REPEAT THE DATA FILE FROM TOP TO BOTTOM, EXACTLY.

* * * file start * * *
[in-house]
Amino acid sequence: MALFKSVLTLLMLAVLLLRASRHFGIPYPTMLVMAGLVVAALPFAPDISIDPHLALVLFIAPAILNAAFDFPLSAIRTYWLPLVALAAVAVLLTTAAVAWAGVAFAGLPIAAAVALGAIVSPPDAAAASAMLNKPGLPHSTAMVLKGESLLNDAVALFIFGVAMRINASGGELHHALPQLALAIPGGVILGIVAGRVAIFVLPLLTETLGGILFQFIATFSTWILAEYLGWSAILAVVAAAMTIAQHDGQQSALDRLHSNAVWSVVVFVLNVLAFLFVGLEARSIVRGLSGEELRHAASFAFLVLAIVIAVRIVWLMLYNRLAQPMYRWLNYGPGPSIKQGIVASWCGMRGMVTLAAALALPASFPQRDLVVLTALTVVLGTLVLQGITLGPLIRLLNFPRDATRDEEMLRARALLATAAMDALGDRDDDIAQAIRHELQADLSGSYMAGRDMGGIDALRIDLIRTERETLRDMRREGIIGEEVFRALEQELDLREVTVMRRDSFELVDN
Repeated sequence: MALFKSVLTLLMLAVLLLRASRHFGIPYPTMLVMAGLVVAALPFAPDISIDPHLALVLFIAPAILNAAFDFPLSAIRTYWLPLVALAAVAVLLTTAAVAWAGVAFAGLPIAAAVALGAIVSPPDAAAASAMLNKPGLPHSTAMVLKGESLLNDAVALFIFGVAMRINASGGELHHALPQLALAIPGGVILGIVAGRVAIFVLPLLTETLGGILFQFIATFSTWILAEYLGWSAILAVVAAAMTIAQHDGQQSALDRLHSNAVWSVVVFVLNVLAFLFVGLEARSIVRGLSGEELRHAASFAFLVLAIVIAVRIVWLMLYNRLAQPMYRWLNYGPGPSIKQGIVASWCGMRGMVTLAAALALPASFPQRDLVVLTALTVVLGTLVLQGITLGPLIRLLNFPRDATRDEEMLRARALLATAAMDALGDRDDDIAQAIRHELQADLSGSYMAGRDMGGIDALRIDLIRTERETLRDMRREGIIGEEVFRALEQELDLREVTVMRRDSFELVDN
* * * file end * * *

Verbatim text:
[in-house]
Amino acid sequence: MALFKSVLTLLMLAVLLLRASRHFGIPYPTMLVMAGLVVAALPFAPDISIDPHLALVLFIAPAILNAAFDFPLSAIRTYWLPLVALAAVAVLLTTAAVAWAGVAFAGLPIAAAVALGAIVSPPDAAAASAMLNKPGLPHSTAMVLKGESLLNDAVALFIFGVAMRINASGGELHHALPQLALAIPGGVILGIVAGRVAIFVLPLLTETLGGILFQFIATFSTWILAEYLGWSAILAVVAAAMTIAQHDGQQSALDRLHSNAVWSVVVFVLNVLAFLFVGLEARSIVRGLSGEELRHAASFAFLVLAIVIAVRIVWLMLYNRLAQPMYRWLNYGPGPSIKQGIVASWCGMRGMVTLAAALALPASFPQRDLVVLTALTVVLGTLVLQGITLGPLIRLLNFPRDATRDEEMLRARALLATAAMDALGDRDDDIAQAIRHELQADLSGSYMAGRDMGGIDALRIDLIRTERETLRDMRREGIIGEEVFRALEQELDLREVTVMRRDSFELVDN
Repeated sequence: MALFKSVLTLLMLAVLLLRASRHFGIPYPTMLVMAGLVVAALPFAPDISIDPHLALVLFIAPAILNAAFDFPLSAIRTYWLPLVALAAVAVLLTTAAVAWAGVAFAGLPIAAAVALGAIVSPPDAAAASAMLNKPGLPHSTAMVLKGESLLNDAVALFIFGVAMRINASGGELHHALPQLALAIPGGVILGIVAGRVAIFVLPLLTETLGGILFQFIATFSTWILAEYLGWSAILAVVAAAMTIAQHDGQQSALDRLHSNAVWSVVVFVLNVLAFLFVGLEARSIVRGLSGEELRHAASFAFLVLAIVIAVRIVWLMLYNRLAQPMYRWLNYGPGPSIKQGIVASWCGMRGMVTLAAALALPASFPQRDLVVLTALTVVLGTLVLQGITLGPLIRLLNFPRDATRDEEMLRARALLATAAMDALGDRDDDIAQAIRHELQADLSGSYMAGRDMGGIDALRIDLIRTERETLRDMRREGIIGEEVFRALEQELDLREVTVMRRDSFELVDN